It seems this stock is still under distribution even so some funds are placing big bets with buying large quantities...
It also seems the 28 range is a strong support, and with stabilizing markets we could see higher grounds. Of course there will be some more shoes dropping and enough opportunity to pick up shares on the cheap. Everybody is skeptical about the 'most predicted bottom' in history, but maybe that’s what it is...
I am cautiously optimistic, and may add during drops. Looking at sectors as tech, ag, materials and some selected financials…
Those folks will lose their jobs -- but they will eventually get back to work in another capacity. The companies will re-think, re-tool, and make products that are in demand elsewhere. This is the marginal adjustment that the concepts of economics are based on. Shumpeters "creative destruction". The old is torn down to make way for the new. The old CMO's and tranch garbage will make way for new better regulated products. Outdated credit verification systems will be re-worked. Good will come of all this, just as it did after the Dot Com bubble. Solid companies in solid arenas are poised to make money for those with the foresight to buy and hold them.
and al2001x thinks he was shorting a solar bubble. he just got lucky enough to time his short with an oncoming depression, thats all that got him out of hock.
Here are my concerns from a macro/micro perspective in no particular order:
1. I do not think management is "open enough" in their guidance. Case in point, why not disclose the debt offering @ the earnings call and allow the financial/investment community to ask questions.
2. Jan Tech Road show painted a different picture from that of the earnings call.
3. I think (needs to be verified) that about 40% of their poly supply is still based on spot market. This sourcing issue is a MAJOR problem and will take many quarters to fix.
4. Pluto (new efficiency process technology) will accrue to gross margins around 2H'09! I hope there is a positive reaction to the stock price ahead of the positive impact to the balance sheet.
5. CEO is a Phd. Nothing wrong with that, but probably we need to see transitional leadership from a "laboratory mindset" to a "business mindset"
6. To your comment on the bottoming of the stock, I think this is classical multiple contractions. Unfortunately I think there is "some" more downside before we recover. It is interesting to note some recent SEC filings, a lot of their partners that owned shares have sold. Why would they do that? Is this simply naive profit taking or they know something the US-retail investor does not?
7. Coverage of Solar stocks by the investment banks in general is average at best. This (scary) thing reminds me of the dot com days, when analysts covering the internet companies were issuing glowing reports, on the "no brainer" prospects with very little or no downside risk.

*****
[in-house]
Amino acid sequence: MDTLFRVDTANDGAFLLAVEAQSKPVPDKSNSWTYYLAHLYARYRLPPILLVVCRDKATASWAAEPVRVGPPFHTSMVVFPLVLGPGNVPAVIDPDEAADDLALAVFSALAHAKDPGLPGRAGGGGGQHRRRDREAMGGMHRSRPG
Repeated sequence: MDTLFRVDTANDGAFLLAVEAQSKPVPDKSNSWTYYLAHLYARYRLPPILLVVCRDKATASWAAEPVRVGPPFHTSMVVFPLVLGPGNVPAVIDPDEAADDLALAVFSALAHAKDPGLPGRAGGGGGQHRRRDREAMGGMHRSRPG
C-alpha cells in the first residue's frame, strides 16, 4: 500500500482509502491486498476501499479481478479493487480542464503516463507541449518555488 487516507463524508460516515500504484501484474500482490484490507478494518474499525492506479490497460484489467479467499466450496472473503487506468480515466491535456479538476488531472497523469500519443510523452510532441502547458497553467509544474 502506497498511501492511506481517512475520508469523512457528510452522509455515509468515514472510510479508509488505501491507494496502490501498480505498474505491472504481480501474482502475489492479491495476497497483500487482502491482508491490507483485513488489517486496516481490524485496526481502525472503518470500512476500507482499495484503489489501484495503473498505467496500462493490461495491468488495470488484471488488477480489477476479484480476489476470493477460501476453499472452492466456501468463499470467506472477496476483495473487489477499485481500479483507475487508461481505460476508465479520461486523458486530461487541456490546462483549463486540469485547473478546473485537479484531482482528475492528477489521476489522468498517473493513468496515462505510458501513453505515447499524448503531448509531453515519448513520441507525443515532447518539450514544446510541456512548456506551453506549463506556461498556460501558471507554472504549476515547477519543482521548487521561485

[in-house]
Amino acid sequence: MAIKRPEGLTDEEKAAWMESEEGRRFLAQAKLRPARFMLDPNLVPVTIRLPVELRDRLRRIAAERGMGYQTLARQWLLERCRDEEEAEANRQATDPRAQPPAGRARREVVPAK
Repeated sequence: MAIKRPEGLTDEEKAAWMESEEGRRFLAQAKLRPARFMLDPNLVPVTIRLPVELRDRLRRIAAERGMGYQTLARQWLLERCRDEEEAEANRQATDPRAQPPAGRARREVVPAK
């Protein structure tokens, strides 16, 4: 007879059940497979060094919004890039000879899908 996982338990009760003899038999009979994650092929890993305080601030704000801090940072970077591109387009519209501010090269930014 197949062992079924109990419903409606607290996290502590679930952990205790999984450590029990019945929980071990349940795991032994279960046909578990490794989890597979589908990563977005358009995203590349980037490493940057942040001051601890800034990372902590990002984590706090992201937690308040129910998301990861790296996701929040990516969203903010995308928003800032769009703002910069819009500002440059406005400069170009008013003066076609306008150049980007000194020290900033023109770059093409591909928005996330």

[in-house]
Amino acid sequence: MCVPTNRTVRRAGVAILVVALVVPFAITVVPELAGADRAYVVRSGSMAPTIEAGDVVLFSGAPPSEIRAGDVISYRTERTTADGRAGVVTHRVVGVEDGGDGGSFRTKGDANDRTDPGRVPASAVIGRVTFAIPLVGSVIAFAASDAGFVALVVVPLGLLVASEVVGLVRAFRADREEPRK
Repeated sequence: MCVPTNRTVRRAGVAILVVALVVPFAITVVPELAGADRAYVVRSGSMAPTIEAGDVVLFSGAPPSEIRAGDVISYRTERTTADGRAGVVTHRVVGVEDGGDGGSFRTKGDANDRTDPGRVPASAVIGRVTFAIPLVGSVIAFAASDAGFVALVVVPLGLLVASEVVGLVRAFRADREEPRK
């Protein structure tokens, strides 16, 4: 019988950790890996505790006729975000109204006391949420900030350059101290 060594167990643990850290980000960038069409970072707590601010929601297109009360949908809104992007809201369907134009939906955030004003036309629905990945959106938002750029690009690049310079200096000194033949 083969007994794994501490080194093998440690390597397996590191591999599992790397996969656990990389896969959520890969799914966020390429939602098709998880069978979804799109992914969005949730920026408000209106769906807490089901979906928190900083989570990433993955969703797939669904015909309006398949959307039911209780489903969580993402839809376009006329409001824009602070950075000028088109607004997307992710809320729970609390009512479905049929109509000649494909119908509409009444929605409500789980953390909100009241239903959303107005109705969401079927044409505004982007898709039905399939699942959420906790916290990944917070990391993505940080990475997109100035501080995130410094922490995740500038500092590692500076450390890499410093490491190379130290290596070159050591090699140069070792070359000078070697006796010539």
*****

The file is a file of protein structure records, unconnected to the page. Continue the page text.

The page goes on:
8. Evolving Technology. This is a hot bed of research. One has to look at the biotech industry as a somewhat parallel. I would put an equivalent risk premium to this with respect to portfolio allocation etc.
Depends upon whether you believe that the recession we are in is going to be short lived (of the three to six months variety), or more protracted.
Many on this board, myself included, believe that this is a much more serious recession than others in the last 20 years and that this one could be more like the one during the Nixon era.
If so, we'll probably see some market ups and downs, but the general trend will almost certainly be down from here. If we test recent lows for a third time and they don't hold, watch out.
As always, there are ways to make money, even during a downdraft, but buyer beware.
As everybody else I believe the housing sector is key to this. If the housing sector is indeed stabilizing and the problems are isolated or 'contained' to certain areas (California, Florida), then maybe we have a chance for a shorter lived recession. That's why the Fed took drastic measurements over the last few weeks. Much of the rest of the country actually is doing fine, e.g. the area where I'm living (mid atlantic east coast); we do have a slowdown in hiring and housing, but home prices haven't declined, and I doubt they will. Exceptions are the coastal properties, which declined about 20 - 30% (after increasing 150 % over the last 5 years), but now are stabilizing. I extensively traveled to SoCal and have many friend there. Some areas are brutal, and I believe we haven't seen much of the walkouts in those areas yet. It will hit in about 9 month as the foreclosures work through the system. However with the financial sector stabilizing, and the rate cuts working through the systems (lowering cost of lending and mortgages), and much strength in the rest of the country I start to believe that this could be digested. That’s why I am cautiously optimistic. Of course I won’t be doing anything stupid and try to let the market guide me. We’ll see where she leads us.